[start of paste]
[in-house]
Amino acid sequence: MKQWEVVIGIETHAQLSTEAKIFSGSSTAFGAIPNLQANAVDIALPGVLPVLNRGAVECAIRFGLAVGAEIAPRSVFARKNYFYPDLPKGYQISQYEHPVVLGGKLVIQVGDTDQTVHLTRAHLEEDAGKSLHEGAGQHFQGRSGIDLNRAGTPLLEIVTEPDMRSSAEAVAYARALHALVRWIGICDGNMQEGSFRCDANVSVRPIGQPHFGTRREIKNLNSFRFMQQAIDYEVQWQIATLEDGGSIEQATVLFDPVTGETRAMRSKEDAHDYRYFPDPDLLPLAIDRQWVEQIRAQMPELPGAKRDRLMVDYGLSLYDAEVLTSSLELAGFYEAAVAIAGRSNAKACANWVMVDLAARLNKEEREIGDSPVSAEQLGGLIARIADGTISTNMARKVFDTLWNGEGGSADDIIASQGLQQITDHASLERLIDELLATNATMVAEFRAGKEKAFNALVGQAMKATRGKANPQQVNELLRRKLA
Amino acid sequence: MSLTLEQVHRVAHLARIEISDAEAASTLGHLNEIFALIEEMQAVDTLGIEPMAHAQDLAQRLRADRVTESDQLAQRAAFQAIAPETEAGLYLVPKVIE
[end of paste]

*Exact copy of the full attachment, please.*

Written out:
[in-house]
Amino acid sequence: MKQWEVVIGIETHAQLSTEAKIFSGSSTAFGAIPNLQANAVDIALPGVLPVLNRGAVECAIRFGLAVGAEIAPRSVFARKNYFYPDLPKGYQISQYEHPVVLGGKLVIQVGDTDQTVHLTRAHLEEDAGKSLHEGAGQHFQGRSGIDLNRAGTPLLEIVTEPDMRSSAEAVAYARALHALVRWIGICDGNMQEGSFRCDANVSVRPIGQPHFGTRREIKNLNSFRFMQQAIDYEVQWQIATLEDGGSIEQATVLFDPVTGETRAMRSKEDAHDYRYFPDPDLLPLAIDRQWVEQIRAQMPELPGAKRDRLMVDYGLSLYDAEVLTSSLELAGFYEAAVAIAGRSNAKACANWVMVDLAARLNKEEREIGDSPVSAEQLGGLIARIADGTISTNMARKVFDTLWNGEGGSADDIIASQGLQQITDHASLERLIDELLATNATMVAEFRAGKEKAFNALVGQAMKATRGKANPQQVNELLRRKLA
Amino acid sequence: MSLTLEQVHRVAHLARIEISDAEAASTLGHLNEIFALIEEMQAVDTLGIEPMAHAQDLAQRLRADRVTESDQLAQRAAFQAIAPETEAGLYLVPKVIE